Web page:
After the early gold rushes, the Chinese were largely excluded by the organised labour movement from the traditional skilled trades, as well as other unionised occupations such as shearing and wharf labouring. Nonetheless, they found their own economic roles. They came to dominate market gardening and eventually had an effective monopoly, growing no less than 75 per cent of the vegetables in the whole country. This led them to become the principal hawkers of vegetables and to control about one-fifth of Australia 's fruit trade. Chinese also found ready employment in the hospitality industry, especially as cooks. Half the cooks in Australian hotels in the late nineteenth century were Chinese. In the 1880s they dominated the low-cost furniture manufacturing industry, leaving the high-quality end of the market to European tradesmen.

Cathie May's history of the Chinese in far north Queensland, where Chinese cash crops became important to the economic health of Cairns and Innisfail, found local Chinese shopkeepers, farmers and artisans succeeded in promoting a degree of friendship and a favourable reputation for themselves. References written by leading townsmen for Chinese merchants showed an unmistakable element of personal esteem. Commercial contacts extended to personal relationships. May found Europeans who grew up in the 1890s recalled visiting the gardens of their father's Chinese tenants on Sundays and taking refreshments. White merchants paid more formal visits to their Chinese counterparts who kept open house and entertained lavishly.

Geoffrey Bolton's 1970 history of far north Queensland, A Thousand Miles Away described race relations in the 1870s on the Palmer River goldfields, where the Chinese constituted a majority of miners, in the following terms: "The remarkable feature about the Chinese question in those years is that very little serious racial trouble occurred, even on the goldfields … Talk, rather than action; a grudging tolerance in practice, rather than stern measures urged by public-house orators." In short, Sammut's claim that Australian towns and cities were marked by a clear and hostile social divide between Chinese and Europeans is a gross exaggeration. Like other members of the academic orthodoxy, he has listened, selectively, to the public-house orators and overlooked more mundane but more common views.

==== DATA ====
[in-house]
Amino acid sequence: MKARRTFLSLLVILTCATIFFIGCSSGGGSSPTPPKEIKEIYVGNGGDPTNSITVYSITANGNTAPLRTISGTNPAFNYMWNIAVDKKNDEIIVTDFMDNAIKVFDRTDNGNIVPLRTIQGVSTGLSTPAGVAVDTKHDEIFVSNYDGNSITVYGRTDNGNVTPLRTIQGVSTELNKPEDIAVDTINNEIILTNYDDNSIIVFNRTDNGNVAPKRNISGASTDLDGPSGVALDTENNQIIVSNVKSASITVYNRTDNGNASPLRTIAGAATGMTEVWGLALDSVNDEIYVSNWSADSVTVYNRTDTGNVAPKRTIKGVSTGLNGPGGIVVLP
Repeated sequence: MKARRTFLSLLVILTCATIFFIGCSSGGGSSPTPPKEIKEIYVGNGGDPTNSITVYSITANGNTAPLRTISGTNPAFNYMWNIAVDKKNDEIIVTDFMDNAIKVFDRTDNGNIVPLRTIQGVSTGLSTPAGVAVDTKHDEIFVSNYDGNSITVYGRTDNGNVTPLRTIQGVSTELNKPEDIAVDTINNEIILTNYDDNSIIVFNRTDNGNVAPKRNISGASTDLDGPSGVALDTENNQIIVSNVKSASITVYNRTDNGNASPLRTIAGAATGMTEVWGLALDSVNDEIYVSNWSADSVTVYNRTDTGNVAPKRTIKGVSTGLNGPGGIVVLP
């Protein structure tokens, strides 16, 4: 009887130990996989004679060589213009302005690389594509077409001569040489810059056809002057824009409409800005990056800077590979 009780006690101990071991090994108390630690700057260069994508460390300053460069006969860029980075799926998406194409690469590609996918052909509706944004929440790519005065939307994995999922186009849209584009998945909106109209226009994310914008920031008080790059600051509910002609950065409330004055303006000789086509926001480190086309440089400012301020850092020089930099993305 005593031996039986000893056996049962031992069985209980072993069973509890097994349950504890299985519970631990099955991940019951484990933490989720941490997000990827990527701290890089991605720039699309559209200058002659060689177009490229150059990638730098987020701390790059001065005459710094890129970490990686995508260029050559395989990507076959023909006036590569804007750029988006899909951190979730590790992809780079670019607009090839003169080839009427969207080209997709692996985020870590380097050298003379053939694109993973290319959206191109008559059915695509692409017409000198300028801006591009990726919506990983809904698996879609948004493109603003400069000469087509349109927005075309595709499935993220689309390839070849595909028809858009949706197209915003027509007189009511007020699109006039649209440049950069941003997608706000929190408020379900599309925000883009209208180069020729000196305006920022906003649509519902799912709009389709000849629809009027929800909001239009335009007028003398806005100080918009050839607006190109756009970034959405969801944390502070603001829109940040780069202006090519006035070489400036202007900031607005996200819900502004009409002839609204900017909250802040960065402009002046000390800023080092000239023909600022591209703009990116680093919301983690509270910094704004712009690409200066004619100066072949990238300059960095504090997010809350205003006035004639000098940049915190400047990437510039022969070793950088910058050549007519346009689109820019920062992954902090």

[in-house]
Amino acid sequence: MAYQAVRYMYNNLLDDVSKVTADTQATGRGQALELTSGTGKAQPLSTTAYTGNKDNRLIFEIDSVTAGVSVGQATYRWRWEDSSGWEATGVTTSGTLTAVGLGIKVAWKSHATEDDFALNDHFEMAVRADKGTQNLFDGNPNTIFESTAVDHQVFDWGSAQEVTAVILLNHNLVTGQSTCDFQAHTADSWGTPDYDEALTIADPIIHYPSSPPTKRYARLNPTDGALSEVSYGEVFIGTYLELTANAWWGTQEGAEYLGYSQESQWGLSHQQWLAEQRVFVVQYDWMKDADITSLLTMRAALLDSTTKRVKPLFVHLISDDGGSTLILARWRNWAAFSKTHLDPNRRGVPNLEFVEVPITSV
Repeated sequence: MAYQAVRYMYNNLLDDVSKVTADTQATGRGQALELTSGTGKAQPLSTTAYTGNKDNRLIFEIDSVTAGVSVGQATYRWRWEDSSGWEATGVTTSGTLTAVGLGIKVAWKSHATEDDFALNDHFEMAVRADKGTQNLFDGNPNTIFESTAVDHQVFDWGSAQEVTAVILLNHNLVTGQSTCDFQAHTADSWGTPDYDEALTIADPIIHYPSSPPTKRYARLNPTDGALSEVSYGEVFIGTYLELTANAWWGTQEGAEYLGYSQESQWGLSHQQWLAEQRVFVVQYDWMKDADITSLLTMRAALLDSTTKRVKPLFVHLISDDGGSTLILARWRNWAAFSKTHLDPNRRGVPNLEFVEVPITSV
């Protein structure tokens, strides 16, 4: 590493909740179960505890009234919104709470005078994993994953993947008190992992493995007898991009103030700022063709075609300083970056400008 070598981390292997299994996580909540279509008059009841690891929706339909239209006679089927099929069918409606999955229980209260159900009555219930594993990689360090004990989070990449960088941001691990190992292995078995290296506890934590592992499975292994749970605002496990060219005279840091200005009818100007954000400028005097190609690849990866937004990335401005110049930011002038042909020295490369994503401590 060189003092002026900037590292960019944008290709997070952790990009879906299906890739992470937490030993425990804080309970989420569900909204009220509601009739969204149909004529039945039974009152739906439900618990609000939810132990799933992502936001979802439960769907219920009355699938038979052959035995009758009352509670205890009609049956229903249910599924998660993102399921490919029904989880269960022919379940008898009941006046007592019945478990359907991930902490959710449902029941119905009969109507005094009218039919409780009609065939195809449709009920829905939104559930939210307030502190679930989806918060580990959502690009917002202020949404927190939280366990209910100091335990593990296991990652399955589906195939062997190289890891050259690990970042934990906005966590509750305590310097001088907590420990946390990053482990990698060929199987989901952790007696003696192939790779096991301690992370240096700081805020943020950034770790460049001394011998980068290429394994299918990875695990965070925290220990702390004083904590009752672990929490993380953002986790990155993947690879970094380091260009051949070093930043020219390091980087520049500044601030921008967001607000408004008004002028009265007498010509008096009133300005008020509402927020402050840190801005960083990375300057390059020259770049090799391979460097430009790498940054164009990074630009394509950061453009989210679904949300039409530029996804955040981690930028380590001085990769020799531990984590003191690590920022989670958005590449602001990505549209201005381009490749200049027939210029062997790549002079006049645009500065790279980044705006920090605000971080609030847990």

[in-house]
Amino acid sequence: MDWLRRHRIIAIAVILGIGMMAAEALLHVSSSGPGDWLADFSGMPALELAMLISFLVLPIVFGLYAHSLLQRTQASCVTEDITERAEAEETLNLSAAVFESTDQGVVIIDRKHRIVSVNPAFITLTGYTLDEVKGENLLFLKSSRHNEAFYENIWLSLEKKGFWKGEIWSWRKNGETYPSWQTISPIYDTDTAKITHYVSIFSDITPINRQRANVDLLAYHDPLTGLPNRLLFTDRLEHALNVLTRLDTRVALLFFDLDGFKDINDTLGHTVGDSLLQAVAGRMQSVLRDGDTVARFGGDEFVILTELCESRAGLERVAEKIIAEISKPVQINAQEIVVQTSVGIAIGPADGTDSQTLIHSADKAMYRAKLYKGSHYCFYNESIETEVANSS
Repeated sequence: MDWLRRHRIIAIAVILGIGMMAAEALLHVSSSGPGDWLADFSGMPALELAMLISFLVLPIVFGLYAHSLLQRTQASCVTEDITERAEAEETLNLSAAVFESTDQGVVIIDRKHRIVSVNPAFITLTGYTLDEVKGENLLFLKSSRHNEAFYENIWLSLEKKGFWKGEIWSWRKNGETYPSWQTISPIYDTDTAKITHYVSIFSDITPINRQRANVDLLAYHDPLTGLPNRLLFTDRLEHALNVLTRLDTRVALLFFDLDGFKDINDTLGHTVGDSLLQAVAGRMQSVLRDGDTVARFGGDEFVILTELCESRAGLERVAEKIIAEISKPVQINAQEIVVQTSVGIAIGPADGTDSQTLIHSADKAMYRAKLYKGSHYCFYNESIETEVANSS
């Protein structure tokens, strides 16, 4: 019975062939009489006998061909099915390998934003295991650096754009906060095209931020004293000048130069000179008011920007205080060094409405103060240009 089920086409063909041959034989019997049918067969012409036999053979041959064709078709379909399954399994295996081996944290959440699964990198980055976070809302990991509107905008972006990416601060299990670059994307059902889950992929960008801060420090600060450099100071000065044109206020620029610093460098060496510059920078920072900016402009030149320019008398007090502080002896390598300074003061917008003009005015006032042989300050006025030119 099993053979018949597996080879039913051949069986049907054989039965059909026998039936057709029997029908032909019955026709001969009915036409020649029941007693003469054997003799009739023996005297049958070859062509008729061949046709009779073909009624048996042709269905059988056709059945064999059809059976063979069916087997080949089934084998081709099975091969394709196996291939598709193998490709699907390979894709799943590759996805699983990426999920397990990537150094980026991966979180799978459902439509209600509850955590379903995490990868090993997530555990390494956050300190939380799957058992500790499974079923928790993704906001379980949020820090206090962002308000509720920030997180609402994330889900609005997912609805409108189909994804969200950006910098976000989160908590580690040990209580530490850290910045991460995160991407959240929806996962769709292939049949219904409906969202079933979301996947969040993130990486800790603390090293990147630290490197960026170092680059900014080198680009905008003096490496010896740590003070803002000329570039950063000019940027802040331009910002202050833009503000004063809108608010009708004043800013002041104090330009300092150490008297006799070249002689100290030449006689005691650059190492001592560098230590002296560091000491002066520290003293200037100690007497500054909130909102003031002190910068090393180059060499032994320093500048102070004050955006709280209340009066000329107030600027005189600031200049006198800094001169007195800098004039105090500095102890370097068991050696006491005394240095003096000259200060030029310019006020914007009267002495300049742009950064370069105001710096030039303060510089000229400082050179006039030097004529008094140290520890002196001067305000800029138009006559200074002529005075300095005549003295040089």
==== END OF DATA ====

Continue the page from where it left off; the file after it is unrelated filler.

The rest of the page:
The reliable historical sources do not claim the two races lived together in blissful celebration of cultural diversity. The social accord that did exist was not due to any especial virtue among the white inhabitants, and had nothing to do with any moral advocacy of racial acceptance, let alone a theory of multiculturalism. It was simply a product of the everyday workings of trade, commerce, industry and employment. Cathie May probably summed it up best when she said most Queensland communities accepted the Chinese with "apathetic tolerance."